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New computer modelling could boost drug discovery

Scientists from Queen’s University Belfast have developed a computer-aided data tool that could improve treatment for a range of illnesses.

The computer modeling tool will predict novel sites of binding for potential drugs that are more selective, leading to more effective drug targeting, increasing therapeutic efficacy and reducing side effects.  

The data tool or protocol will uncover a novel class of compounds – allosteric drugs in G protein-coupled receptors (GPCRs).   

GPCRs are the largest membrane protein family that transduce a signal inside cells from hormones, neurotransmitters, and other endogenous molecules. As a result of their broad influence on human physiology, GPCRs are drug targets in many therapeutic areas such as inflammation, infertility, metabolic and neurological disorders, viral infections and cancer. Currently over a third of drugs act via GPCRs. Despite the substantial therapeutic success, the discovery of GPCR drugs is challenging due to promiscuous binding and subsequent side effects.  

Recent studies point to the existence of other binding sites, called allosteric sites that drugs can bind to and provide several therapeutic benefits. However, the discovery of allosteric sites and drugs has been mostly serendipitous. Recent X-ray crystallography, that determines the atomic and molecular structure, and cryo-electron microscopy that offers 3D models of several GPCRs offer opportunities to develop computer-aided methodologies to search for allosteric sites.  

The researchers developed a computer-aided protocol to map allosteric sites in GPCRs with a view to start rational search of allosteric drugs, presenting the opportunity for new solutions and therapies for a range of diseases.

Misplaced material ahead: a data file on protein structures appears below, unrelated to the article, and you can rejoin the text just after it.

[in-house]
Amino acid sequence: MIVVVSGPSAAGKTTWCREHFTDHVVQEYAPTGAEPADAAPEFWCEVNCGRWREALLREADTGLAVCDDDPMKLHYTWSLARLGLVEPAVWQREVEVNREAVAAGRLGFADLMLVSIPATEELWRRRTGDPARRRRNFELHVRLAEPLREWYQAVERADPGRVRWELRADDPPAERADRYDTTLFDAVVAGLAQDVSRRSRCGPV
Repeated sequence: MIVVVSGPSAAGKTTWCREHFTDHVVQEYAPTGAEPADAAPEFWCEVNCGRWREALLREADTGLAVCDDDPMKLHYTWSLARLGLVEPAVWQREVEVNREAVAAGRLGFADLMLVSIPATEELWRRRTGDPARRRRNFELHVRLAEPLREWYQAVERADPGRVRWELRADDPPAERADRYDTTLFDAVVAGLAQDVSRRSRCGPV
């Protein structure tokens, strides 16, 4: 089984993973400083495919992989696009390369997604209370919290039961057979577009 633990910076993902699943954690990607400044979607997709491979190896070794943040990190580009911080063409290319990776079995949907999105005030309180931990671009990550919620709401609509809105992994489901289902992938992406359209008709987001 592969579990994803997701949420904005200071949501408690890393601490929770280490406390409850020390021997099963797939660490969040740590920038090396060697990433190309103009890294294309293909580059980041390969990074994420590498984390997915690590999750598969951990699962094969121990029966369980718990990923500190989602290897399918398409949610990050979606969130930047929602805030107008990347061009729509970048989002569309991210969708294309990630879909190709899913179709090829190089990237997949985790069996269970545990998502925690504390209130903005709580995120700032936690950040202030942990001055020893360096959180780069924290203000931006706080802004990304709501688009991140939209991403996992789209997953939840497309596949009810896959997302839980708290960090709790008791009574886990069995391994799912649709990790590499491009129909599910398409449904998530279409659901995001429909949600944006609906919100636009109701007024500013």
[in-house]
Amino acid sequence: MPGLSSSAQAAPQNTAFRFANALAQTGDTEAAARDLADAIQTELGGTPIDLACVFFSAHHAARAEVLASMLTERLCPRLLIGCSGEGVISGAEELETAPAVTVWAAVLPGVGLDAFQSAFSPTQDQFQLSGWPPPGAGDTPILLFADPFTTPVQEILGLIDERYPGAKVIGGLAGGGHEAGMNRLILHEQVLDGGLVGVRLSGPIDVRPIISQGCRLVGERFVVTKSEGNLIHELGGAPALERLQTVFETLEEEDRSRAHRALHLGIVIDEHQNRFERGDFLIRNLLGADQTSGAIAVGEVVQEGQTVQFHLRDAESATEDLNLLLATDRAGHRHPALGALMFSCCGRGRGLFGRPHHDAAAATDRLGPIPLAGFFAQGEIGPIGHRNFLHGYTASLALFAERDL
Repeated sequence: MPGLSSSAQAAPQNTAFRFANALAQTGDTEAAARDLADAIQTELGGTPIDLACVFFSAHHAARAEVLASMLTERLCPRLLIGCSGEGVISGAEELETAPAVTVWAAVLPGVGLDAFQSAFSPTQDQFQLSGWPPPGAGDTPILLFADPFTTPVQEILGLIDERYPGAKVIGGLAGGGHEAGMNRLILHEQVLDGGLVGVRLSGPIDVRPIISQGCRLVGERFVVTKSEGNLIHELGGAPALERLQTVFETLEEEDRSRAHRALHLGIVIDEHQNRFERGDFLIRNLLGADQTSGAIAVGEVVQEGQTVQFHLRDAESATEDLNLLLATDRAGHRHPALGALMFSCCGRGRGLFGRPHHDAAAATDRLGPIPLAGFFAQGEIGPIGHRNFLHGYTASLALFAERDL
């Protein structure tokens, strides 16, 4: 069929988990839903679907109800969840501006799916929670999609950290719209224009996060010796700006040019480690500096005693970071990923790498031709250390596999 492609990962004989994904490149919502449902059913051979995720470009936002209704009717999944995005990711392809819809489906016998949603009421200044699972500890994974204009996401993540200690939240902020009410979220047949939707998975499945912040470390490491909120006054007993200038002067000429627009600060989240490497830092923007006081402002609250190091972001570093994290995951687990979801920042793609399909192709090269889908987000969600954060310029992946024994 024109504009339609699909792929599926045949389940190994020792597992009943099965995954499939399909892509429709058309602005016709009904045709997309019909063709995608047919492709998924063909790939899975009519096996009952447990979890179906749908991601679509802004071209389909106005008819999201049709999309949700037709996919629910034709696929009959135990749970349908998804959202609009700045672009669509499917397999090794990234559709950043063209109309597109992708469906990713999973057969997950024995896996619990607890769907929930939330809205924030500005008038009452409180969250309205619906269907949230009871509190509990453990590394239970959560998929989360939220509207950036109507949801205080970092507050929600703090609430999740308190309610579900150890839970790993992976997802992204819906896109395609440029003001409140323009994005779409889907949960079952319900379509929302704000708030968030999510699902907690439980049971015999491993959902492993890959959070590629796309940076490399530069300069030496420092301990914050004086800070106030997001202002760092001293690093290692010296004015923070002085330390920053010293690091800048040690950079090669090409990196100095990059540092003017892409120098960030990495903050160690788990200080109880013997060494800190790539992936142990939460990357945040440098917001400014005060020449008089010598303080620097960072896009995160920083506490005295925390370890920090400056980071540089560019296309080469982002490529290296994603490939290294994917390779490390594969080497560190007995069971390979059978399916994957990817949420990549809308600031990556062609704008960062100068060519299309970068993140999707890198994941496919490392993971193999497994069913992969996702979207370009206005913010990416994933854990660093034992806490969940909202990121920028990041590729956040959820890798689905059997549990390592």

Dr Irina Tikhonova from the School of Pharmacy at Queen’s University and senior author, explains: “We have developed a novel, cost-effective and rapid pipeline for the discovery of GPCRs allosteric sites, which overcomes the limitations of current computational protocols such as membrane distortion and non-specific binding. 

“Our pipeline can identify allosteric sites in a short time, which makes it suitable for industry settings. As such, our pipeline is a feasible solution to initiate structure-based search of allosteric drugs for any membrane-bound drug targets that have an impact on cancer, inflammation, and CNS diseases.” 

This research published in  ACS Central Science is a collaboration with Queen’s University Belfast and Queen Mary University of London. It is supported by the European Union ’s Horizon 2020 research and innovation programme under the Marie-Sklodowska-Curie grants agreement and Biotechnology and Biological Science Research Council.  

The computational work was performed on Kelvin-2 of the NI-HPC Centre.

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